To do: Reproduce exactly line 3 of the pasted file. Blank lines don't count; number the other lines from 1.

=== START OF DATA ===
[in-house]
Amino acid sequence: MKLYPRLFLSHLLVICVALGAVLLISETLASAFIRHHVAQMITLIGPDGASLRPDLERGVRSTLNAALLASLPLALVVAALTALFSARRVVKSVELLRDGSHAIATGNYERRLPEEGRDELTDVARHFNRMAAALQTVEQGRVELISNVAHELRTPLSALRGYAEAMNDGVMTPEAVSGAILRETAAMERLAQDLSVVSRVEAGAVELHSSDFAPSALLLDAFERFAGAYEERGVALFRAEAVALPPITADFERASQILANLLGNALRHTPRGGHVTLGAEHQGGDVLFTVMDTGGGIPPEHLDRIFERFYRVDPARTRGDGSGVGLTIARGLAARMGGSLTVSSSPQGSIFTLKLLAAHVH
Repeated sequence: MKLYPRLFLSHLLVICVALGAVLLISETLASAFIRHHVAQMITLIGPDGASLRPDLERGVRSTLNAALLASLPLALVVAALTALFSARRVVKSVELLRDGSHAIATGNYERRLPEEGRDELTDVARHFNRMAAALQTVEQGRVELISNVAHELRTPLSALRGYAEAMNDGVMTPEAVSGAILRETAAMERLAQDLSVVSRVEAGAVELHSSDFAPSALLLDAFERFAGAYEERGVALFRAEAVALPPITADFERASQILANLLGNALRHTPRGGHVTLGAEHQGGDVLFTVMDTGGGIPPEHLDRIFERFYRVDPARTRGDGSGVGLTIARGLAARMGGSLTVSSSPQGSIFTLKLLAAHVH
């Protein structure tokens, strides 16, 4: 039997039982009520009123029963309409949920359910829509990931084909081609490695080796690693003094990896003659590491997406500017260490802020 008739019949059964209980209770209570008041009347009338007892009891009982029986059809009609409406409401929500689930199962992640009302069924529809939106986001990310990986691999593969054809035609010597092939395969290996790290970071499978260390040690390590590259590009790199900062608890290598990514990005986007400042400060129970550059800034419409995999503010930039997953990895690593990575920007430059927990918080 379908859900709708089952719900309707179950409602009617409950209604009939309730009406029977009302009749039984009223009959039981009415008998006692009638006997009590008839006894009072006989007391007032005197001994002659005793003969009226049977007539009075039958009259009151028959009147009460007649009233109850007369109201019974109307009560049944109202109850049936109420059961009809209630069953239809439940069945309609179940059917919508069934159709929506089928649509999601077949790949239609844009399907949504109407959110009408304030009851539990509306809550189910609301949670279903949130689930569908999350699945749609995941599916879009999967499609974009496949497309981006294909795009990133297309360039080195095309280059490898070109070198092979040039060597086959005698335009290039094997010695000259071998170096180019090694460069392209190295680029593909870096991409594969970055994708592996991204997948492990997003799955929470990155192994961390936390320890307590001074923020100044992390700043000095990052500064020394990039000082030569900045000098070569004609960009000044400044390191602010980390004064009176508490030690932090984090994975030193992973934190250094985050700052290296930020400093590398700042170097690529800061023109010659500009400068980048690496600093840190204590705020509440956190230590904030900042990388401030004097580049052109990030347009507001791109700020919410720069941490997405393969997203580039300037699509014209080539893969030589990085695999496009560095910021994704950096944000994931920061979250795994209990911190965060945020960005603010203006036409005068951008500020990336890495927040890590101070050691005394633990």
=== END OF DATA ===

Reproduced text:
Repeated sequence: MKLYPRLFLSHLLVICVALGAVLLISETLASAFIRHHVAQMITLIGPDGASLRPDLERGVRSTLNAALLASLPLALVVAALTALFSARRVVKSVELLRDGSHAIATGNYERRLPEEGRDELTDVARHFNRMAAALQTVEQGRVELISNVAHELRTPLSALRGYAEAMNDGVMTPEAVSGAILRETAAMERLAQDLSVVSRVEAGAVELHSSDFAPSALLLDAFERFAGAYEERGVALFRAEAVALPPITADFERASQILANLLGNALRHTPRGGHVTLGAEHQGGDVLFTVMDTGGGIPPEHLDRIFERFYRVDPARTRGDGSGVGLTIARGLAARMGGSLTVSSSPQGSIFTLKLLAAHVH